Share this story
Close X
Switch to Desktop Site

Why House vote for short-term spending bill is important (+video)

(Read article summary)
(Read caption) Congress close to budget deal compromise
About these ads

The House on Thursday approved a short-term funding bill that will pay for the operations of the US government through this September, the end of the 2013 fiscal year. The Senate had approved the bill Wednesday, meaning it has cleared Congress and now goes to President Obama, who has promised to sign it when he gets back from the Middle East.

Whew! Stop the presses! (Or in today’s digital journalism maybe we should say “stop the servers!”) Washington has just accomplished something many voters may have thought wasn’t possible: It has avoided a partisan budget battle. On purpose.

Yes, you might think that lawmakers today are fighting bitterly over fiscal matters. And in some ways they are. The House floor this week rang with arguments about fiscal 2014 budget outlines. On Thursday the GOP-controlled chamber also passed Budget Committee Chairman Paul Ryan’s budget plan, which aims to balance the nation’s books in a decade by sharply cutting safety-net programs and curtailing government agency spending.

But that’s about next year and the magical “out years” beyond. Those are far off and safer to dispute. The short-term funding bill is different. As we noted, it’s for 2013. In other words, it’s about what happens right now.

Here’s why the huge $984 billion short-term 2013 bill, also known as the “continuing resolution,” is notable.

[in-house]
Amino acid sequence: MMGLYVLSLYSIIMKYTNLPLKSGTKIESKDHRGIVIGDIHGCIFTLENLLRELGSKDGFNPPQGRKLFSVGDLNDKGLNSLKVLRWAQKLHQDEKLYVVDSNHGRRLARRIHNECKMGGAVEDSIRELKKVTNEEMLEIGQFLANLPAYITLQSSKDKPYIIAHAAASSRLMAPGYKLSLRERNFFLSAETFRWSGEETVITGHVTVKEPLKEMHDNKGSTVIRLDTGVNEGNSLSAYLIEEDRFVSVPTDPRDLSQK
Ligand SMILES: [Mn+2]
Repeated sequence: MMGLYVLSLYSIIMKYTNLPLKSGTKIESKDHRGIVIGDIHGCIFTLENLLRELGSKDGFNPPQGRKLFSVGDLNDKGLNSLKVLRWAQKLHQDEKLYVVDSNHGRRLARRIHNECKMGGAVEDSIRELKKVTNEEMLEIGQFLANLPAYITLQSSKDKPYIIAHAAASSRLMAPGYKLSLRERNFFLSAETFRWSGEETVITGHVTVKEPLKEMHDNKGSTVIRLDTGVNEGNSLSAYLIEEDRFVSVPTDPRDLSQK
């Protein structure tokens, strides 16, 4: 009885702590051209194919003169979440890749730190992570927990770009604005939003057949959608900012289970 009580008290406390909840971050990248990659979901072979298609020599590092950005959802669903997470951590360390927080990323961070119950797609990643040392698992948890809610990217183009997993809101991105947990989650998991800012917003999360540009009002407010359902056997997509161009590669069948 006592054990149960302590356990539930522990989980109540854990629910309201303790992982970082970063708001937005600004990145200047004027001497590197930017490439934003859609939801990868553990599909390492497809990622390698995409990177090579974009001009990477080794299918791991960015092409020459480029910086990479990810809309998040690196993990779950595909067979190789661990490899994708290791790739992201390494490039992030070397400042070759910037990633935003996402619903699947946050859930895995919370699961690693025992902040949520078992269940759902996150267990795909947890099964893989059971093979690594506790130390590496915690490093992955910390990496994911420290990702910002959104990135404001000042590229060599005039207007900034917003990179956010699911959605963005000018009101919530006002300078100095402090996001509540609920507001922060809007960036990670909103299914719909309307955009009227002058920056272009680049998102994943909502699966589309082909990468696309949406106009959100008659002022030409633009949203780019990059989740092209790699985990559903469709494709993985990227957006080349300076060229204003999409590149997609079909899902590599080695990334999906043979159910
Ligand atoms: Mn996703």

The government stays open. The continuing resolution authorizes discretionary federal spending for the next six months. If Congress had not approved it by March 27, when the current CR expires, government agencies would have had to shut down. That’s happened before, of course, most notably in 1995 when then-Speaker Newt Gingrich and President Bill Clinton went toe to toe. But now neither party wants such a showdown. Agreement on the CR shows Washington can actually run the country when a real deadline looms.

The sequester gets locked in – and softened. Remember "the sequester"? It’s been almost four weeks since those automatic budget cuts kicked in due to congressional disagreement over other ways to reduce the US deficit.

The White House is still closed to tours. Airport security lines are longer. Acadia National Park in Maine will open a month late, and so forth.


Page:   1   |   2

Follow Stories Like This
Get the Monitor stories you care about delivered to your inbox.